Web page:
For those of you who asked after this appeared, my first AT&T wireless bill was only 66 pages long (33 double sided pages).
Thanks, Justine Ezarik, for reminding me that I’m still as unpopular as I was in high school.
Oh well, I better sign up for online billing.
The Steve and the Al would be happy.
[My iPhone scam after the jump]
How I ended up with an iPhone
This reminds me that a number of people have asked me how my iPhone scam works. Here’s my story…
Last year, after I broke up with my ex and de-family-planned myself, I decided it was time to get out of the dark ages of cellphonedom and get a smartphone. Being a Mac guy, Windows mobile was out so I decided to coast a month and wait until the Treo 680p came out in October before starting my billing process.
Which leads me to point out the most monumental moronitude of the cell phone industry: you get a better deal if you’re a new customer than if you’re an existing customer. Unlike the rest of the world which rewards loyalty (green stamps, airline miles, club cards…), the cell phone world invests their energy in poaching each other’s customers. How fucked up is that? Someone needs to teach the mobile companies a basic course in business management, before they totally get punked by the Steve.
(Earlier that year, I’m sitting at Plaxo talking to Drew Colace about that year’s WWDC—Drew writes the Plaxo Mac client—and Drew utters the fabled words, “As soon as I saw the scalable OS in Tiger, I thought iPhone.”)
Well the Treo didn’t come out until late November, so since Drew and I calculated that summer that MacWorld Expo would be the best time for Apple to launch a cell phone, I figured, “What the hell, it’s only a month away now. I might as well see what The Steve has to say before I get a Treo.”
And then I saw the MacWorld SteveNote.
Afterward, my second thought was, You know what? I’m f—king sick of doing clean installs every few years, relearning my PalmOS, and updating my f—ing hacks because I refuse to learn Graffitti2.
Hence the “Damn you Steve Jobs!” posts the first part of this year as I realized I’d be stuck on my insanely bad TMO plan for another six months.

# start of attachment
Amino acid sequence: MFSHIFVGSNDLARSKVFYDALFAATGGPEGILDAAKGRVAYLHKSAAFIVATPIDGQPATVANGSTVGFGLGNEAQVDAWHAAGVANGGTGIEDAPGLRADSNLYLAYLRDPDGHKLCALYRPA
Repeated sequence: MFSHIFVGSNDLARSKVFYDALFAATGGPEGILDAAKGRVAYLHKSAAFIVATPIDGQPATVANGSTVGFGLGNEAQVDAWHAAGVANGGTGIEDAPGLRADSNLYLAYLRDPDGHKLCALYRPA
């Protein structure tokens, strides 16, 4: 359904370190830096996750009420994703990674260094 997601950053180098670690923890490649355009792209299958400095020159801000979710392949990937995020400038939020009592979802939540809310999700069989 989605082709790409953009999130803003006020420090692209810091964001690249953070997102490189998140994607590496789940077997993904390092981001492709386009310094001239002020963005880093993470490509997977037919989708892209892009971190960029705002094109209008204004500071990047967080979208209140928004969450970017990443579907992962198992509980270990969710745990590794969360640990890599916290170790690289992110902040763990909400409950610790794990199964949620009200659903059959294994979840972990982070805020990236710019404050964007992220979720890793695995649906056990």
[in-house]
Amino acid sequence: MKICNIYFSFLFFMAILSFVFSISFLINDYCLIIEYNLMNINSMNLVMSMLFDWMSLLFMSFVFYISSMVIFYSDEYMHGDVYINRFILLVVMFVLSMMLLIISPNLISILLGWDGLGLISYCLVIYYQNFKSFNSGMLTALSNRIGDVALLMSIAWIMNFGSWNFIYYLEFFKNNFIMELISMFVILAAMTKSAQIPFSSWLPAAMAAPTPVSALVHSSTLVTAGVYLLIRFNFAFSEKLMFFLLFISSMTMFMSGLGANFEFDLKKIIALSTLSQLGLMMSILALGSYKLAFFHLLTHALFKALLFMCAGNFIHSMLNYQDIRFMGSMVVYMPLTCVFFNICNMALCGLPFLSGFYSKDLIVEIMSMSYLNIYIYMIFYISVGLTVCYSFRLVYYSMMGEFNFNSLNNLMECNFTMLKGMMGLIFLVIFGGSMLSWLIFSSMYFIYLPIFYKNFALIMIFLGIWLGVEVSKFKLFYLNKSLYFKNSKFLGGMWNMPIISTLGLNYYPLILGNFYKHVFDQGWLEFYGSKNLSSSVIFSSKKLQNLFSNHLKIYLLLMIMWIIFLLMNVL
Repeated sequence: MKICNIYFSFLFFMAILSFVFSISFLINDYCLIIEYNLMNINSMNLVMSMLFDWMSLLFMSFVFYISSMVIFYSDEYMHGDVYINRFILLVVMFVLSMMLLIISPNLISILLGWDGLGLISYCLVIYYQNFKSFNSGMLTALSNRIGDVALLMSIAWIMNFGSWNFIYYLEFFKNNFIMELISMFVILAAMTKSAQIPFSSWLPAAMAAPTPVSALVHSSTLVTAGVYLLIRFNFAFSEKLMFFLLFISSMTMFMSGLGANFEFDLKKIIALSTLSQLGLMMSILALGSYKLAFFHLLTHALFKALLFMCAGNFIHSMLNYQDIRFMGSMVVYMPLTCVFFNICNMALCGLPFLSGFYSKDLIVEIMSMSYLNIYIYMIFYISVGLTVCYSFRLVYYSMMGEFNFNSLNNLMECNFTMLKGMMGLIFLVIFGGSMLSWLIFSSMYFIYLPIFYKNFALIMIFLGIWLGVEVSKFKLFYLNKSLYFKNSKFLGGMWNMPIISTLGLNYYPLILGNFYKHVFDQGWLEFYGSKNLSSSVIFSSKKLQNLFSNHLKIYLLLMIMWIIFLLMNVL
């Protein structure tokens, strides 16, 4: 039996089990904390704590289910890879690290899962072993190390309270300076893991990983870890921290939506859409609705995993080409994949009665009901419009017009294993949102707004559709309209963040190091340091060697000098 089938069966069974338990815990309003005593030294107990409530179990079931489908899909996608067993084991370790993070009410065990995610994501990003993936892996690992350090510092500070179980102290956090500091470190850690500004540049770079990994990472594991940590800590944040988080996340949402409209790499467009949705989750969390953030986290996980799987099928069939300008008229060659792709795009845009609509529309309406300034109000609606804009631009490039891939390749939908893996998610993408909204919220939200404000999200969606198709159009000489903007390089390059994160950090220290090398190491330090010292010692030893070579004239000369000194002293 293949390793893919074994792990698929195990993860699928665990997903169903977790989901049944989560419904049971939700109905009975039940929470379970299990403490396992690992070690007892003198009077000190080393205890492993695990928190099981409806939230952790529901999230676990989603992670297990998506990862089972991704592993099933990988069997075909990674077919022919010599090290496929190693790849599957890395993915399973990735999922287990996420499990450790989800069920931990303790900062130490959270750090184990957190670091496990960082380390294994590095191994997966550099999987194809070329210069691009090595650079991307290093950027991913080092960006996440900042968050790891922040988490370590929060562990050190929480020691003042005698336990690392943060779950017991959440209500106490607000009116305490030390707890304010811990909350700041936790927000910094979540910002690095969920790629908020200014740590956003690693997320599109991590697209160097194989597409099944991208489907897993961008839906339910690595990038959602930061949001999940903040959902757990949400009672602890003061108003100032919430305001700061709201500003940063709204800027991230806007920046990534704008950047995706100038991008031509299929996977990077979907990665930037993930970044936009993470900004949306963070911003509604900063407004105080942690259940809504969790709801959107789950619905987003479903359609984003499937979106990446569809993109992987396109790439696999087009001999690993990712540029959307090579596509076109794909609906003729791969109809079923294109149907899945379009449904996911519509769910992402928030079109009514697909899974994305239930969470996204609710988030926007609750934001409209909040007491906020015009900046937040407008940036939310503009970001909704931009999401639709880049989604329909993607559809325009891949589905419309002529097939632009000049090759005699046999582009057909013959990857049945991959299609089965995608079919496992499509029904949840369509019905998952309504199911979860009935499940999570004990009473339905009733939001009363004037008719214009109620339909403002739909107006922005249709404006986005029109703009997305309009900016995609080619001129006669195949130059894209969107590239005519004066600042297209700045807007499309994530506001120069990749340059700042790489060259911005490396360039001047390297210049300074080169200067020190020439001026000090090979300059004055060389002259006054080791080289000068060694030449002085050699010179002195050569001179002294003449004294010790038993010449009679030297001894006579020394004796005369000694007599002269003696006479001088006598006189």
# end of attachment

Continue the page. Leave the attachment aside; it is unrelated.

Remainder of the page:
(The first thought was, Whoever bought out FingerWorks, is so going to sue Apple silly. Alas, it turned out to be Apple!)
Now when the launch neared, I was really pissed to find out that there wasn’t going to be any discount for new customers/rape for existing customers.
(As an Apple fanboy I have to say how fucking brilliant that is because there is almost no barrier for me to get iPhone 2.0 when they introduce that in a few months except another six months tacked on my two year plan—see below.)
But as a person who has been paying insane bucks to TMO nine months of a non-promotional TMO plan. No discount? Fuck!
I get my discount
So here is the trick.
First, go to LetsTalk.com and ordered a really nice smartphone with a two year + data plan for AT&T. (I got a Blackberry Curve for -$50 after rebates, one of which was a $100 mail in, the others are applied at purchase time.)
After you get the rebates, you can activate your iPhone via iTunes, say you are an existing AT&T customer. It will reset your plan to two years + data.
Then sell the Curve on Craigslist or eBay unopened for $350. Net net. $400 discount on your iPhone.
Now if you’re really impatient like me, you can forgo the mail-ins and activate your iPhone while the LetsTalk phone is in transit. However, you cannot receive calls, only send them until the phone arrives. To fix that, call AT&T and say you purchased a new iPhone from their AT&T store and are having trouble in that when you receive calls it’s going to your TMO phone. They’ll put the takeover of your number through manually and you’ll have your phone activated in a couple hours.
BTW, I mentioned this idea to Don while he was in line in AppleStore Palo Alto and he said it won’t work and I’d end up with a four year plan.
But, it works. Trust me.
(I think he was just jealous that I managed to con the Shire into scoring me an iPhone that day.)
Whither the Curve?
[tags]iPhone, LetsTalk.com, scam, bill, online billing, environment, multitouch, FingerWorks, Blackberry Curve, Steve Jobs, Don MacAskill, Brian Shire, Mark Jen, Justine Ezarik[/tags]